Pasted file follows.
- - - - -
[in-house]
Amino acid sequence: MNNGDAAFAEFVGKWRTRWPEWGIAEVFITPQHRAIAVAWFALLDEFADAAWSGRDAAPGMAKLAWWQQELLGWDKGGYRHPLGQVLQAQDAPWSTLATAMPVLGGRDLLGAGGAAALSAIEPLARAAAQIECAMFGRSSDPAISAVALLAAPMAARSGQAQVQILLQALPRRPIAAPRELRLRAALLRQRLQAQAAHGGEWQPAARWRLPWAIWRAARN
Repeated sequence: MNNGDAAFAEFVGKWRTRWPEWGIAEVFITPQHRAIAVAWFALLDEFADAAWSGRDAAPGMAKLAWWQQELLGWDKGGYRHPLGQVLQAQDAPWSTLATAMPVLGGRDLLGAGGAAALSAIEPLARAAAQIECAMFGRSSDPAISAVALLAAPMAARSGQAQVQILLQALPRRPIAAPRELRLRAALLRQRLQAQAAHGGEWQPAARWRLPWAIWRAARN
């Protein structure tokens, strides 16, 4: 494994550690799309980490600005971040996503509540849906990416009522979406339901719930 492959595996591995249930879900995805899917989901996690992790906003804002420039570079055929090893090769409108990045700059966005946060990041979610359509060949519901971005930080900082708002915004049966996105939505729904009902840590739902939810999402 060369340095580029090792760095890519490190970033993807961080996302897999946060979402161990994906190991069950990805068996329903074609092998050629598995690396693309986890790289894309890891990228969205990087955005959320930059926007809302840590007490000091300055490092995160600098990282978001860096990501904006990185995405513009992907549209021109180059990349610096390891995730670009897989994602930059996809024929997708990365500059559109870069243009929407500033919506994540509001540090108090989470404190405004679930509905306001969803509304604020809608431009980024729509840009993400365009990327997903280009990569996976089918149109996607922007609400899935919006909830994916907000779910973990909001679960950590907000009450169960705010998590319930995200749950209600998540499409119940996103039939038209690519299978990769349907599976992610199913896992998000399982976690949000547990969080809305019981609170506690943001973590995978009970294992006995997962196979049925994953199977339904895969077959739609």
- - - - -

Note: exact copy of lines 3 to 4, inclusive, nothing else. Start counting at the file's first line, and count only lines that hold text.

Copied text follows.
Repeated sequence: MNNGDAAFAEFVGKWRTRWPEWGIAEVFITPQHRAIAVAWFALLDEFADAAWSGRDAAPGMAKLAWWQQELLGWDKGGYRHPLGQVLQAQDAPWSTLATAMPVLGGRDLLGAGGAAALSAIEPLARAAAQIECAMFGRSSDPAISAVALLAAPMAARSGQAQVQILLQALPRRPIAAPRELRLRAALLRQRLQAQAAHGGEWQPAARWRLPWAIWRAARN
């Protein structure tokens, strides 16, 4: 494994550690799309980490600005971040996503509540849906990416009522979406339901719930 492959595996591995249930879900995805899917989901996690992790906003804002420039570079055929090893090769409108990045700059966005946060990041979610359509060949519901971005930080900082708002915004049966996105939505729904009902840590739902939810999402 060369340095580029090792760095890519490190970033993807961080996302897999946060979402161990994906190991069950990805068996329903074609092998050629598995690396693309986890790289894309890891990228969205990087955005959320930059926007809302840590007490000091300055490092995160600098990282978001860096990501904006990185995405513009992907549209021109180059990349610096390891995730670009897989994602930059996809024929997708990365500059559109870069243009929407500033919506994540509001540090108090989470404190405004679930509905306001969803509304604020809608431009980024729509840009993400365009990327997903280009990569996976089918149109996607922007609400899935919006909830994916907000779910973990909001679960950590907000009450169960705010998590319930995200749950209600998540499409119940996103039939038209690519299978990769349907599976992610199913896992998000399982976690949000547990969080809305019981609170506690943001973590995978009970294992006995997962196979049925994953199977339904895969077959739609």